**THE WEEKLY CHALLENGE - 231**

https://theweeklychallenge.org/blog/perl-weekly-challenge-231/

Table of Contents

# Task 1 - Min Max

A common coding interview question is to find all the numbers in a list that are neither the minimum nor maximum value. This "Min Max" problem tests your ability to iterate through a list, track minimum and maximum values, and build a result list.

Let's look at example solutions in Python and Perl.

### Python Solution

Here is one way to solve this in Python:

```
def find_neither_min_max(ints):
min_val, max_val = ints[0], ints[0]
for num in ints:
if num < min_val:
min_val = num
elif num > max_val:
max_val = num
result = [num for num in ints if num not in (min_val, max_val)]
return result if result else -1
```

We start by initializing `min_val`

and `max_val`

to the first element of the list. Then we loop through the list, updating `min_val`

and `max_val`

if we find a smaller or larger value respectively.

After finding min and max, we build a result list by including only numbers that are not equal to `min_val`

or `max_val`

. We return the result list or `-1`

if no numbers exist between min and max.

### Perl Solution

Here is an implementation in Perl:

```
sub find_neither_min_max {
my @ints = @_;
my ($min, $max) = (sort {$a <=> $b} @ints)[0,-1];
my @result;
foreach my $num (@ints) {
if ($num != $min && $num != $max) {
push @result, $num;
}
}
return @result ? @result : -1;
}
```

The logic is similar - we sort to find min and max, then build a result list excluding those values.

The Perl version uses sorting rather than iterating to find min and max. And it builds the result array by pushing qualifying elements onto it.

### Key Takeaways

Some key techniques for the Min Max problem:

- Initialize min/max variables before iterating
- Update min/max if finding lower/higher values
- Build result list and exclude min/max values
- Return result list or sentinel value if no middle elements

Mastering iteration, tracking state, and building results are essential coding skills. Min Max is a good test of these fundamentals.

# Task 2 - Senior Citizens

### Introduction

Senior citizens are an important demographic group that often require special accommodations and services. In the context of travel, senior citizens may be eligible for discounts, preferential seating, and other benefits. In this blog post, I will explore how to count the number of senior citizens in a list of passenger details using Perl and Python.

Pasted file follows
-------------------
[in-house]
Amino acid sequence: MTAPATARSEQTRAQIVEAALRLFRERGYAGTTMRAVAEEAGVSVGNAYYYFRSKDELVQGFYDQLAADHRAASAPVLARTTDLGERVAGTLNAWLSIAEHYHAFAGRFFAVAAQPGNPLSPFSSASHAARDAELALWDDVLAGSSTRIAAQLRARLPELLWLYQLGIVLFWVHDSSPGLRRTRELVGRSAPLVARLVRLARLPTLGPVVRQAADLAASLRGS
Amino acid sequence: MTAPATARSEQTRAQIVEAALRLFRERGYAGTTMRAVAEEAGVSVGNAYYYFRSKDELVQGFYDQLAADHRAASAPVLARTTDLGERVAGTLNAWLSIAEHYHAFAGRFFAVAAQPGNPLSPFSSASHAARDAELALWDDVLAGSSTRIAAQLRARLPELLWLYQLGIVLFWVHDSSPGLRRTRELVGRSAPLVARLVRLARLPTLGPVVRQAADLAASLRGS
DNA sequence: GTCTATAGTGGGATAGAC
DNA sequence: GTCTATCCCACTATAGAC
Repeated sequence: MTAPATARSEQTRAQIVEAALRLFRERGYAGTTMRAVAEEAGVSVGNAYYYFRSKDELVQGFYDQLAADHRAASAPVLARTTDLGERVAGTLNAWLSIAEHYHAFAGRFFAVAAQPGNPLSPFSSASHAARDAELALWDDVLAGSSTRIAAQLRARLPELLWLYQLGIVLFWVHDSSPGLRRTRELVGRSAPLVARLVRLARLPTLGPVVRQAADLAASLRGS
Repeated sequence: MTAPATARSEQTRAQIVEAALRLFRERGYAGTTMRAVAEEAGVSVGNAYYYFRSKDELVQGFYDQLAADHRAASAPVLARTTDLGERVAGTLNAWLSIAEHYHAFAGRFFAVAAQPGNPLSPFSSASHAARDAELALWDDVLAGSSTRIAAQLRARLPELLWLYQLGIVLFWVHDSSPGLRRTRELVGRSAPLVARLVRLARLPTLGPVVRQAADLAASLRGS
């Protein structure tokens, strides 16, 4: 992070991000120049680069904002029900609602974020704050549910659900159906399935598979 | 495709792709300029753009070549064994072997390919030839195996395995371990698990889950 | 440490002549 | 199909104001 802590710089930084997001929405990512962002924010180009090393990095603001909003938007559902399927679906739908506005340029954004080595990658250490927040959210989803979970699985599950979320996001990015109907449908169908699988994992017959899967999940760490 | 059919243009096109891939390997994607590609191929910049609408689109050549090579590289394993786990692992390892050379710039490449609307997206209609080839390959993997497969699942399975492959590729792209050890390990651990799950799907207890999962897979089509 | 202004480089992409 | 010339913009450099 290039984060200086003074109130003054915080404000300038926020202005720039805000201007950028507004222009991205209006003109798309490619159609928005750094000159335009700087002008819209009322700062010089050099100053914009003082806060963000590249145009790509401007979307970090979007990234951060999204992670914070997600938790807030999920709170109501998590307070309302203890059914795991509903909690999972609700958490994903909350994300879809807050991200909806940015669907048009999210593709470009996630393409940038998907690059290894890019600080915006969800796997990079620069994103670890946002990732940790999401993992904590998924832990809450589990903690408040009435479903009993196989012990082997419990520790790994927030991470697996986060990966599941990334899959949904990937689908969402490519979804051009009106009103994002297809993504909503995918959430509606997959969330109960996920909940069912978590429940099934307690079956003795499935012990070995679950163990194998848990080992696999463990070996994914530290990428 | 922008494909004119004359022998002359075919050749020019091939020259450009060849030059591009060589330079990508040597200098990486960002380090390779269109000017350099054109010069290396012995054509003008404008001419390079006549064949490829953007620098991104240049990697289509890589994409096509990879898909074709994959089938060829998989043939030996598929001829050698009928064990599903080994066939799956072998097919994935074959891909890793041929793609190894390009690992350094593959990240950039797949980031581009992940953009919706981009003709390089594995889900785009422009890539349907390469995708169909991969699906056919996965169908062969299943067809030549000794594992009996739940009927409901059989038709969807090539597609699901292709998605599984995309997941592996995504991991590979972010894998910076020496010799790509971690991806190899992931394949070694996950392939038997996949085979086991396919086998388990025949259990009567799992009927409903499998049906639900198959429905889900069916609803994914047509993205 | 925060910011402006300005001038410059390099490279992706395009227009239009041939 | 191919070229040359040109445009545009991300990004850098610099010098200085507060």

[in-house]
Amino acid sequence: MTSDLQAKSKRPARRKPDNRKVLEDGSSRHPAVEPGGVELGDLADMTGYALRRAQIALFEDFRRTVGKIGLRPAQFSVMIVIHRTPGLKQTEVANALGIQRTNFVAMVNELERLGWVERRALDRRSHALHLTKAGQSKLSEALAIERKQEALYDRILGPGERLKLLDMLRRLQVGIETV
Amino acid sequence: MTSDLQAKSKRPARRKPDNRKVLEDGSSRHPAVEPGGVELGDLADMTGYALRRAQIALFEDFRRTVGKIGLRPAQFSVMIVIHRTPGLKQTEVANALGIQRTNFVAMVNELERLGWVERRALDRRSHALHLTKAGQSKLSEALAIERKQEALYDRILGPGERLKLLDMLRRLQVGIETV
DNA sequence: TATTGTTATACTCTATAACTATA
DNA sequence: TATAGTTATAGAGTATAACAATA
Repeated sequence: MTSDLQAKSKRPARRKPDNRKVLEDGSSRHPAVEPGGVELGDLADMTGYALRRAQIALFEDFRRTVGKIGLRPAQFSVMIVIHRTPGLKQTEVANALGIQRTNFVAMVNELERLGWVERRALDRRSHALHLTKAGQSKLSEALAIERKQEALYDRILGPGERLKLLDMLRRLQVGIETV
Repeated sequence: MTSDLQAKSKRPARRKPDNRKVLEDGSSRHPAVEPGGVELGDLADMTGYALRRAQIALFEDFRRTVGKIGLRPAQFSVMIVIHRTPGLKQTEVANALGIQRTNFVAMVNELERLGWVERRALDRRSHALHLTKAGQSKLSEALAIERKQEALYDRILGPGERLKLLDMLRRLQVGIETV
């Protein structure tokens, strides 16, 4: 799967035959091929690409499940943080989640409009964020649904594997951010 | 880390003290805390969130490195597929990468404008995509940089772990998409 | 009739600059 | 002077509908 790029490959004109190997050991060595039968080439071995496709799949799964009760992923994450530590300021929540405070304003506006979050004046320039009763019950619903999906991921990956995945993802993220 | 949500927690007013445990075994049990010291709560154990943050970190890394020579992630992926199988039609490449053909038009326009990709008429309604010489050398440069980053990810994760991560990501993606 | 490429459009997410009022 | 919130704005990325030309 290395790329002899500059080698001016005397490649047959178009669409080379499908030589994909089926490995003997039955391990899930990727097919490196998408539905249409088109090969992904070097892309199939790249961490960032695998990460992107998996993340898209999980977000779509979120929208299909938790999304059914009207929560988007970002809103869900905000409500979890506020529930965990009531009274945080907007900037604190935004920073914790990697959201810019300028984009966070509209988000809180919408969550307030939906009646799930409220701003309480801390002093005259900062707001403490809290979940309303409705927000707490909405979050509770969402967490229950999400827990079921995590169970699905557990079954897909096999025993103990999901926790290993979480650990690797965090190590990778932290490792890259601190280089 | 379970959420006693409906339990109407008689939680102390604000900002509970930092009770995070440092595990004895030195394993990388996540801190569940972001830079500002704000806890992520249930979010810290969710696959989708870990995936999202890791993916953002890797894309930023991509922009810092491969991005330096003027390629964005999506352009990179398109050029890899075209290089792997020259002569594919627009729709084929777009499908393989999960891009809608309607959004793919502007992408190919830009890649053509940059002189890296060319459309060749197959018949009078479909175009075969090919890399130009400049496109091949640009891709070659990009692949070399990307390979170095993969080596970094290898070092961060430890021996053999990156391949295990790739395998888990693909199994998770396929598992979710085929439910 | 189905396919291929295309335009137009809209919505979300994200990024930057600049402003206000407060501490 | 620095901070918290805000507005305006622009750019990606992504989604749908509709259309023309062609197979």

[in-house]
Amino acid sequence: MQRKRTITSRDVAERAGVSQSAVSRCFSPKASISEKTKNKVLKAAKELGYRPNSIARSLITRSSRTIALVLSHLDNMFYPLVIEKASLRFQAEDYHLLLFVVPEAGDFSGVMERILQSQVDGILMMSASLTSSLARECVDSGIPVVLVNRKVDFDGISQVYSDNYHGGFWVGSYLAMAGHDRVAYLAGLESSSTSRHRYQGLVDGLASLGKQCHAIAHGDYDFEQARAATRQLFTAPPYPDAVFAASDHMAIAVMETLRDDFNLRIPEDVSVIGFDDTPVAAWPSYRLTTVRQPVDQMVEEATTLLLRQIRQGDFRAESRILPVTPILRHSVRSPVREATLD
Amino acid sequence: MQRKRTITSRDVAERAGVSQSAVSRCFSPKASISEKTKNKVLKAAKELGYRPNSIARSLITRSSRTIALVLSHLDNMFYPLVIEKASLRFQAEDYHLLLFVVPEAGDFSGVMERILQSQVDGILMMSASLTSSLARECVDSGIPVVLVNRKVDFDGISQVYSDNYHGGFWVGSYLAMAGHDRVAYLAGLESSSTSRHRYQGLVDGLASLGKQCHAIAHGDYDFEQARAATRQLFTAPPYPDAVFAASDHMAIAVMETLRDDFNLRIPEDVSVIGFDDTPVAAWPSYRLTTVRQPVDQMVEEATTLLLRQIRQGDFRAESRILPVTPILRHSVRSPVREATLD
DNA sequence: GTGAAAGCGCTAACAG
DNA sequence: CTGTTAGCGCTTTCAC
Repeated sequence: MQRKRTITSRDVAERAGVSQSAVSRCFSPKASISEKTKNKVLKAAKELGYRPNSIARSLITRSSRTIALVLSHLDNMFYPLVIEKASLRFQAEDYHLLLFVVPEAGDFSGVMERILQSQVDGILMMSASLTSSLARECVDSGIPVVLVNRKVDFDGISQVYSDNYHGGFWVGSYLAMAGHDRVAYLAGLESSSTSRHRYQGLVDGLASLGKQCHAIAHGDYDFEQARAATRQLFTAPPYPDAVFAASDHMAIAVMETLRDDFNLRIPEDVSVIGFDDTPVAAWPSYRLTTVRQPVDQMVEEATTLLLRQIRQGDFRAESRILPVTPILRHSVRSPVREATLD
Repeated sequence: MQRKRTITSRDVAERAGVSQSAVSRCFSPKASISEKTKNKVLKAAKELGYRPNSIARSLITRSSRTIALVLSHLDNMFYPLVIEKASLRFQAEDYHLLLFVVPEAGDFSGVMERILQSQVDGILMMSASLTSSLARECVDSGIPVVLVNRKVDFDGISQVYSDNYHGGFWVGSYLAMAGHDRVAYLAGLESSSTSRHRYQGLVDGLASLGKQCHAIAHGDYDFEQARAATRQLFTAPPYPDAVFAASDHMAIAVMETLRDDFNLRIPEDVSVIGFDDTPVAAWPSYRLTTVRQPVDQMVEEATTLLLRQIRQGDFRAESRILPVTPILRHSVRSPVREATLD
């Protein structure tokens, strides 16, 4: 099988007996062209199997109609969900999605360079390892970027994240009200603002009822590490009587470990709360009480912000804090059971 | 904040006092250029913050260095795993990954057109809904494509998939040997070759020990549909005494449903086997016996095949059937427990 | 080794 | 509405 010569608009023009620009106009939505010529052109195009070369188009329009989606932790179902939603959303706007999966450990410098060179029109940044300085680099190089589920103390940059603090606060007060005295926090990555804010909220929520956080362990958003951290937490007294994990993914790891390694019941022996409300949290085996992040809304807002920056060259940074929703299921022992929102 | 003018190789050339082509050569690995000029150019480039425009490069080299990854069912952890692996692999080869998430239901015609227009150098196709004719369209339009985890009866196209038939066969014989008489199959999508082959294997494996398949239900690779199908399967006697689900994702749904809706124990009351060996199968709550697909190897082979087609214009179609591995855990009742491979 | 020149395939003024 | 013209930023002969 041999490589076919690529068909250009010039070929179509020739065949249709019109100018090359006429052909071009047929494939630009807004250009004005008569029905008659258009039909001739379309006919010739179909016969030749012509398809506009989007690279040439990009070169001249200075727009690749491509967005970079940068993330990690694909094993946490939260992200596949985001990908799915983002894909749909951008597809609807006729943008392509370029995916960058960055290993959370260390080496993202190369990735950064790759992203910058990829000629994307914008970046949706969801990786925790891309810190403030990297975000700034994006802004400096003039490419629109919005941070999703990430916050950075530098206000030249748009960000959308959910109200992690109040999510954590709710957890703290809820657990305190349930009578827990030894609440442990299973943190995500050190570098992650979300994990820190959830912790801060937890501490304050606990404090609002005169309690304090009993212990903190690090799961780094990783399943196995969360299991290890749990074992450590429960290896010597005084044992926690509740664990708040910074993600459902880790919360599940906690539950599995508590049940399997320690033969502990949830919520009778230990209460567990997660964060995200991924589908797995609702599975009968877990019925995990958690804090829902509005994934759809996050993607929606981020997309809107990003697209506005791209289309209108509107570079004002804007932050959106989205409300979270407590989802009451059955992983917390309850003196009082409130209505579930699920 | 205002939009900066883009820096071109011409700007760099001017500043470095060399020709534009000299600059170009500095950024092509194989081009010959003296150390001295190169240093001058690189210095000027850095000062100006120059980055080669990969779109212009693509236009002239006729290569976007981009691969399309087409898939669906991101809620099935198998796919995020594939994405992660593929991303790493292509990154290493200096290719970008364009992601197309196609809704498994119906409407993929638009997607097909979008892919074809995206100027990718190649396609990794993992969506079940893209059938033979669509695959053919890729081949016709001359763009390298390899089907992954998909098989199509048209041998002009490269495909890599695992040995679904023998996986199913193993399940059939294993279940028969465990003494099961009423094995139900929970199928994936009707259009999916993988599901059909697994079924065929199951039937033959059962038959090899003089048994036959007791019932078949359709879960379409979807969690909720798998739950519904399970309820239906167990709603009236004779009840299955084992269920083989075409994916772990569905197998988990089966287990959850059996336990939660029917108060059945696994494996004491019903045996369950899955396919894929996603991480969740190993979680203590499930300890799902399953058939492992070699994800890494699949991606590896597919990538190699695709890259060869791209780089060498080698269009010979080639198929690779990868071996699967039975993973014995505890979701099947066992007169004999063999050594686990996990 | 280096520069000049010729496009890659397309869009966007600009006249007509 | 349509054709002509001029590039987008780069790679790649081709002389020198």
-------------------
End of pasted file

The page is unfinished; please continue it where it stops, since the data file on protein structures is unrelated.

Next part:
### Problem Statement

We are given a list of passenger details in the form "9999999999A1122", where 9 denotes the phone number, A the sex, 1 the age, and 2 the seat number. Our task is to count the number of senior citizens (age >= 60) in the list.

### Perl Solution

To solve this problem in Perl, we can use the following solution:

```
sub count_senior_citizens {
my @passengers = @_;
my $count = grep { $_ >= 60 } map { /(\d{10}[MF])(\d{2})/; $2 } @passengers;
return $count;
}
```

In this solution, the `count_senior_citizens`

function takes a list of passenger details as input and returns the count of senior citizens. The function uses a regular expression to extract the age from each passenger detail and checks if the age is greater than or equal to 60. The sum of the boolean values is then returned as the count of senior citizens.

### Python Solution

To solve this problem in Python, we can use the following solution:

```
from typing import List
def count_senior_citizens(passengers: List[str]) -> int:
"""
Count the number of senior citizens in a list of passenger details.
Args:
passengers: A list of passenger details in the form "9999999999A1122",
where 9 denotes the phone number, A the sex, 1 the age,
and 2 the seat number.
Returns:
The count of all senior citizens (age >= 60).
"""
return sum(int(passenger[11:13]) >= 60 for passenger in passengers)
```

In this solution, the `count_senior_citizens`

function takes a list of passenger details as input and returns the count of senior citizens. The function uses a list comprehension to iterate over the passenger details, extract the age from each detail, and check if the age is greater than or equal to 60. The sum of the boolean values is then returned as the count of senior citizens.

### Testing and Documentation

To test the solutions, we can use the `Test::More`

module in Perl and the `unittest`

module in Python. We can also add docstrings and type annotations to the functions to provide a clear description of their purpose, arguments, and return value.